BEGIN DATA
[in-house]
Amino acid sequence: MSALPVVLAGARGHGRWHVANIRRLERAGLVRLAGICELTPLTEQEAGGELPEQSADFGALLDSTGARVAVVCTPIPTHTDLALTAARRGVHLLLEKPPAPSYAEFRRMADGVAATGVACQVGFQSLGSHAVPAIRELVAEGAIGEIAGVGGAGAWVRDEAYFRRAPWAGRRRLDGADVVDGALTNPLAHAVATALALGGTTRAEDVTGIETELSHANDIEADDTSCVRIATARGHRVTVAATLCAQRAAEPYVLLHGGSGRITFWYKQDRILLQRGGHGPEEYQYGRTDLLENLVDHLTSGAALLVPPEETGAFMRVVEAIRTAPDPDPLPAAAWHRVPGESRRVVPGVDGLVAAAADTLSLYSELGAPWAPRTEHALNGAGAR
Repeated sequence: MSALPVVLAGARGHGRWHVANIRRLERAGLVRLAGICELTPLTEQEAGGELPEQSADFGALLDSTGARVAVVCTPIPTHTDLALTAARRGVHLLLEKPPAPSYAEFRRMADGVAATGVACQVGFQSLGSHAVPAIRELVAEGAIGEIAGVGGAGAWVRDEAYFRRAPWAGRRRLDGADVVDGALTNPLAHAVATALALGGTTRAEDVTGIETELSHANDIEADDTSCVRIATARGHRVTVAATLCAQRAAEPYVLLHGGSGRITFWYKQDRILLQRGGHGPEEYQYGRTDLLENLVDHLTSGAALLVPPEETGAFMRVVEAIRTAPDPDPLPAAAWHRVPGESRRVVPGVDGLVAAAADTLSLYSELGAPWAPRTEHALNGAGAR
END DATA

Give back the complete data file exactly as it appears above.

[in-house]
Amino acid sequence: MSALPVVLAGARGHGRWHVANIRRLERAGLVRLAGICELTPLTEQEAGGELPEQSADFGALLDSTGARVAVVCTPIPTHTDLALTAARRGVHLLLEKPPAPSYAEFRRMADGVAATGVACQVGFQSLGSHAVPAIRELVAEGAIGEIAGVGGAGAWVRDEAYFRRAPWAGRRRLDGADVVDGALTNPLAHAVATALALGGTTRAEDVTGIETELSHANDIEADDTSCVRIATARGHRVTVAATLCAQRAAEPYVLLHGGSGRITFWYKQDRILLQRGGHGPEEYQYGRTDLLENLVDHLTSGAALLVPPEETGAFMRVVEAIRTAPDPDPLPAAAWHRVPGESRRVVPGVDGLVAAAADTLSLYSELGAPWAPRTEHALNGAGAR
Repeated sequence: MSALPVVLAGARGHGRWHVANIRRLERAGLVRLAGICELTPLTEQEAGGELPEQSADFGALLDSTGARVAVVCTPIPTHTDLALTAARRGVHLLLEKPPAPSYAEFRRMADGVAATGVACQVGFQSLGSHAVPAIRELVAEGAIGEIAGVGGAGAWVRDEAYFRRAPWAGRRRLDGADVVDGALTNPLAHAVATALALGGTTRAEDVTGIETELSHANDIEADDTSCVRIATARGHRVTVAATLCAQRAAEPYVLLHGGSGRITFWYKQDRILLQRGGHGPEEYQYGRTDLLENLVDHLTSGAALLVPPEETGAFMRVVEAIRTAPDPDPLPAAAWHRVPGESRRVVPGVDGLVAAAADTLSLYSELGAPWAPRTEHALNGAGAR